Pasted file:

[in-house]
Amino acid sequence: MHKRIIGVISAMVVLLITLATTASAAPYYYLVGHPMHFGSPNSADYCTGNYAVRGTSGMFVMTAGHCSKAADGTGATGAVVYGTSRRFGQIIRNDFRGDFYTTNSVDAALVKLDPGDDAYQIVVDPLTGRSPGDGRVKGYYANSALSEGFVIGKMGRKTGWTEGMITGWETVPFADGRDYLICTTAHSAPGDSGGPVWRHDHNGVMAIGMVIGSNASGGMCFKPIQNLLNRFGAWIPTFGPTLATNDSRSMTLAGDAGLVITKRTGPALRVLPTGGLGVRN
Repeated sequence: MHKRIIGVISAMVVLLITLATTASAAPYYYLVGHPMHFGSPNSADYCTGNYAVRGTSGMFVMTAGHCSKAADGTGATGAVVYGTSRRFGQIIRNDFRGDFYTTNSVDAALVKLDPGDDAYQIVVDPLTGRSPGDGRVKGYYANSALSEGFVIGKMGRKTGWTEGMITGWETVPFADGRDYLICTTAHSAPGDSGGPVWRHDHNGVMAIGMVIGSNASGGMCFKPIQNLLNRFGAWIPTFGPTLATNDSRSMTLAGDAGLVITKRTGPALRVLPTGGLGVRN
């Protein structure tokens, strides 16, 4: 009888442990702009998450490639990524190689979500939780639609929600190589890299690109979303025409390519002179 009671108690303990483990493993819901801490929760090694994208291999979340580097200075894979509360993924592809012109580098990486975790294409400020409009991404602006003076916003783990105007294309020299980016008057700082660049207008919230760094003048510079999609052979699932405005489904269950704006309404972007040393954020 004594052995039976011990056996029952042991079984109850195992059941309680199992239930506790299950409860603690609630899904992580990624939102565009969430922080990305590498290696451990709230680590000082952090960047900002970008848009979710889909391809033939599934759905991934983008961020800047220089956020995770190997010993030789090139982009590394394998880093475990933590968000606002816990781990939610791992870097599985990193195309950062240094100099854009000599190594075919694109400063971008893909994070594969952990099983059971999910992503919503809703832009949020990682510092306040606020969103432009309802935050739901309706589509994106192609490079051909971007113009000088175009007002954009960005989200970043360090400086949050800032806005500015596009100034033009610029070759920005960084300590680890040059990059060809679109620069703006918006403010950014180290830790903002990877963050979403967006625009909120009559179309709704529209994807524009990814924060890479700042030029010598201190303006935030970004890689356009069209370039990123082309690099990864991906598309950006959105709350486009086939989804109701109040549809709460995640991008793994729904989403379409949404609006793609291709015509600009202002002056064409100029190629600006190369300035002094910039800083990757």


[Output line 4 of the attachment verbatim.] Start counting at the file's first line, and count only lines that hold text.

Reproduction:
């Protein structure tokens, strides 16, 4: 009888442990702009998450490639990524190689979500939780639609929600190589890299690109979303025409390519002179 009671108690303990483990493993819901801490929760090694994208291999979340580097200075894979509360993924592809012109580098990486975790294409400020409009991404602006003076916003783990105007294309020299980016008057700082660049207008919230760094003048510079999609052979699932405005489904269950704006309404972007040393954020 004594052995039976011990056996029952042991079984109850195992059941309680199992239930506790299950409860603690609630899904992580990624939102565009969430922080990305590498290696451990709230680590000082952090960047900002970008848009979710889909391809033939599934759905991934983008961020800047220089956020995770190997010993030789090139982009590394394998880093475990933590968000606002816990781990939610791992870097599985990193195309950062240094100099854009000599190594075919694109400063971008893909994070594969952990099983059971999910992503919503809703832009949020990682510092306040606020969103432009309802935050739901309706589509994106192609490079051909971007113009000088175009007002954009960005989200970043360090400086949050800032806005500015596009100034033009610029070759920005960084300590680890040059990059060809679109620069703006918006403010950014180290830790903002990877963050979403967006625009909120009559179309709704529209994807524009990814924060890479700042030029010598201190303006935030970004890689356009069209370039990123082309690099990864991906598309950006959105709350486009086939989804109701109040549809709460995640991008793994729904989403379409949404609006793609291709015509600009202002002056064409100029190629600006190369300035002094910039800083990757």